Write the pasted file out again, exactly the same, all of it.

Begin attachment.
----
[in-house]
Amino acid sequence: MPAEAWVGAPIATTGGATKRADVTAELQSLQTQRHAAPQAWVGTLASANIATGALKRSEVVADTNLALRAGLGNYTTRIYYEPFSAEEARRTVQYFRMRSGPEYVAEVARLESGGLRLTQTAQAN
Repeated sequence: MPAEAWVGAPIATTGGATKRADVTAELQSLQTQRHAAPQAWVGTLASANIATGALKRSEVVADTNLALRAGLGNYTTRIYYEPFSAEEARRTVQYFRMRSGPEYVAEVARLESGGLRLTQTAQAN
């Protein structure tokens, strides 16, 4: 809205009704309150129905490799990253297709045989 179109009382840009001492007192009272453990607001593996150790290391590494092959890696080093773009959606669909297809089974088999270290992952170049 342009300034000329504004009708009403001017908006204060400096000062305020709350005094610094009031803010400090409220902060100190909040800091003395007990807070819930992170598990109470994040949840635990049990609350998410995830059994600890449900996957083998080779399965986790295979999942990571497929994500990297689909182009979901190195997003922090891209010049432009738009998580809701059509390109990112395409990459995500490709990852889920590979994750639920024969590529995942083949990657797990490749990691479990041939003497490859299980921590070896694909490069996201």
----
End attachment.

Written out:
[in-house]
Amino acid sequence: MPAEAWVGAPIATTGGATKRADVTAELQSLQTQRHAAPQAWVGTLASANIATGALKRSEVVADTNLALRAGLGNYTTRIYYEPFSAEEARRTVQYFRMRSGPEYVAEVARLESGGLRLTQTAQAN
Repeated sequence: MPAEAWVGAPIATTGGATKRADVTAELQSLQTQRHAAPQAWVGTLASANIATGALKRSEVVADTNLALRAGLGNYTTRIYYEPFSAEEARRTVQYFRMRSGPEYVAEVARLESGGLRLTQTAQAN
């Protein structure tokens, strides 16, 4: 809205009704309150129905490799990253297709045989 179109009382840009001492007192009272453990607001593996150790290391590494092959890696080093773009959606669909297809089974088999270290992952170049 342009300034000329504004009708009403001017908006204060400096000062305020709350005094610094009031803010400090409220902060100190909040800091003395007990807070819930992170598990109470994040949840635990049990609350998410995830059994600890449900996957083998080779399965986790295979999942990571497929994500990297689909182009979901190195997003922090891209010049432009738009998580809701059509390109990112395409990459995500490709990852889920590979994750639920024969590529995942083949990657797990490749990691479990041939003497490859299980921590070896694909490069996201």